During the opening quarter-hour at the Country Music Association (CMA) Awards on Nov. 4, millions of viewers saw one of the genre’s trends in action: John Mellencamp and Keith Urban performed “Pink Houses,” then eased into Urban’s solo take on “John Cougar, John Deere, John 3:16.”
The latter song contains Mellencamp’s original stage name in the title and goes on to thread a litany of other celebrity names — such as Don McLean, Marilyn Monroe, John Wayne and Kris Kristofferson — as it portrays the cultural influences of a generation.
Meanwhile, Mellencamp’s “Pink Houses” is referenced — alongside Elton John’s “Tiny Dancer” and Bruce Springsteen’s “Born in the U.S.A.” — in the Kenny Chesney hit “American Kids,” which was a finalist for both single and song of the year at the same CMA show.
Those songs are just a few among a raft of 2015 titles that name-check other celebrities or songs. Two current singles, Eric Paslay’s “High Class” and Rascal Flatts’ “I Like the Sound of That,” pay homage to Justin Timberlake. Michael Ray tips a hat to Dale Earnhardt Jr. in “Kiss You in the Morning.” ?Canaan Smith cites both Tom Petty and the Nitty Gritty Dirt Band in the lyrics of “Love You Like That.” And Florida Georgia Line references Alabama in “Anything Goes” and several other artists — Merle Haggard, Bob Marley and The Rolling Stones — in “Sun Daze.”
“It’s just a trend, but it was working,” says Chris Janson, whose “Buy Me a Boat” cleverly rhymes “kick the bucket” with Warren Buffett. “I fell victim to it, and I’m OK with it.”
There’s no way to gauge if those cultural references are happening more now than in the past, but it certainly feels like they are.
“We use every little trick we can,” says BMI country songwriter of the year Rodney Clawson, who co-wrote “American Kids.” “We run out of ’em, and we end up overusing some.”
While it might seem that the volume of cultural references is larger these days, the actual use of celebrity names is hardly a new occurrence. Traditional pop songwriter Cole Porter regularly employed the names of high-society folks in Broadway songs during the ’30s, and a wave of World War II songs made specific references to enemy leaders Adolf Hitler and Benito Mussolini.
Artists are a particularly obvious point of reference. Duing the ’80s and ’90s, Haggard and/or George Jones were embedded in the lyrics of The Judds’ “Have Mercy,” Alan Jackson’s “Don’t Rock the Jukebox,” the Bellamy Brothers’ “Kids of the Baby Boom” and Doug Stone’s “Warning Labels.”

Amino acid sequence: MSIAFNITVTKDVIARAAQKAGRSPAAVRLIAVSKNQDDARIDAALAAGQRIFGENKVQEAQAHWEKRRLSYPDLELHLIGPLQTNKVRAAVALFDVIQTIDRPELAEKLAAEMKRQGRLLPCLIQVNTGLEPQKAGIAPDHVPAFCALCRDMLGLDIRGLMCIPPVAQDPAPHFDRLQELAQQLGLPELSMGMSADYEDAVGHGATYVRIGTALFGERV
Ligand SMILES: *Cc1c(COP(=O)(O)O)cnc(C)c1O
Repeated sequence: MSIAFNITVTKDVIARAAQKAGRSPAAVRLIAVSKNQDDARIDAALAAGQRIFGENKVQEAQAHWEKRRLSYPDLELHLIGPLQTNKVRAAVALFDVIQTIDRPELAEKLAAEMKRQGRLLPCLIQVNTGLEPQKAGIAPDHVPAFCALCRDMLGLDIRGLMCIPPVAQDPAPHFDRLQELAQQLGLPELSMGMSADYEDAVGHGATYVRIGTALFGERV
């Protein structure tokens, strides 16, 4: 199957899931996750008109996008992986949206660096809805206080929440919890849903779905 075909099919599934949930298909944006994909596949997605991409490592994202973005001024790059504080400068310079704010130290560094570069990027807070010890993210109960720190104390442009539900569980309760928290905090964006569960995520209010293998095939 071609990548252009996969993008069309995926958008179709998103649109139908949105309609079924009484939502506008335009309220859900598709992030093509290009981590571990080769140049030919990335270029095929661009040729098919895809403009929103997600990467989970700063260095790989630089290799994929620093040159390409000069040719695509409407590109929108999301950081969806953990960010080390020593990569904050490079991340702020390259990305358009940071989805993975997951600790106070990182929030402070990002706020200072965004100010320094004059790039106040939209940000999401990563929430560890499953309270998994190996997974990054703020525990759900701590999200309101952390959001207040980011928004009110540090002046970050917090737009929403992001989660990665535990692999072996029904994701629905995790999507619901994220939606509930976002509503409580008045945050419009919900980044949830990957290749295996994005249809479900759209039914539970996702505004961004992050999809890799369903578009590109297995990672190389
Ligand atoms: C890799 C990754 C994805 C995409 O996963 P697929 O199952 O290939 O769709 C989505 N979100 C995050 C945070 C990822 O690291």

Elvis Presley’s made a mark on Luke Bryan’s “All My Friends Say,” Patty Loveless’ “I Try to Think About Elvis” and Sugarland’s “Stuck Like Glue.” Conway Twitty gets props in two Blake Shelton hits, “Hillbilly Bone” and “Honey Bee.”
And George Strait, thanks in part to a name that rhymes easily, has wound up in a passel of songs, including Garth Brooks’ “Ain’t Goin’ Down (Till the Sun Comes Up),” Greg Bates’ “Did It for the Girl,” Rascal Flatts’ “Rewind,” Brad Paisley’s “Crushin’ It” and Eric Church’s “Love Your Love the Most.”
As often as it seems to happen, referencing artists and songs is not something most songwriters set out to do, in part because it can limit a song’s ?potential in getting cut.
“As a writer, you’re concerned with ‘Will the artist like the [referenced] artist? Is that going to kill the song?’ ” says “John Cougar” author Ross Copperman. “So we try not to. ‘John Cougar’ was such a rare exception. It was just right. It had to be.”
Part of the issue is a song’s longevity. If it calls up a current artist or track, there’s always the potential that in the next three years or so, the reference could be dated. Thus, the artists tend to have a nostalgic connotation when they become a lyric.
“Country in its nature is a little retrospective,” says ASCAP country songwriter of the year Ashley Gorley, whose “That’s My Kind of Night” balances Twitty against hip-hop artist T-Pain in the same sentence. “Memories usually go with some kind of a melody, so we might go ahead and say what that is, whether it’s a Springsteen song or a George Strait song.”
The way a celebrity reference ages is well-exemplified in Jones’ 30-year-old hit “Who’s Gonna Fill Their Shoes,” which strung together numerous artists who were quite familiar to even the casual country listener in the 1980s. Contemporary fans will still understand the mentions of Johnny Cash, Hank Williams or Willie Nelson. But many younger fans would likely be clueless about the identities of Charlie Rich, Lefty Frizzell or Marty Robbins.
On the other hand, particular titles or phrases can become so antiquated that when they get dredged back up, they work on two levels, as did lines from a Carl Perkins song and “I Am the Walrus” in Paslay’s “Song About a Girl.” Younger listeners might hear those lines as quirks, while others who are up on their music history see them as sly commentary.
“I don’t even know how many people know when I say ‘Blue Suede Shoes’ ’ ‘coo-coo-ca-choos’ know it’s from Elvis and The Beatles,” observes Paslay.
That’s one of the benefits of the name-check. As people follow their favorite artists, the references might introduce a few fans to the artist’s influences. More than one Brantley Gilbert fan probably became aware of Waylon Jennings from the chorus of “Country Must Be Country Wide.” Others are becoming familiar with Elvis Costello, Ray Wylie Hubbard and Wilco’s Jeff Tweedy thanks to a verse of Eric Church’s new “Mr. Misunderstood.”
“Throwing out Hank [Williams Jr.] and George Strait, after a while, ?everyone’s doing it,” says Charles Kelley, who was part of the songwriting team that inserted Matthew McConaughey into Lady Antebellum’s “Freestyle.” “You have to come up with some new names to say.”
This article first appeared in Billboard’s weekly Country Update. Subscribe here.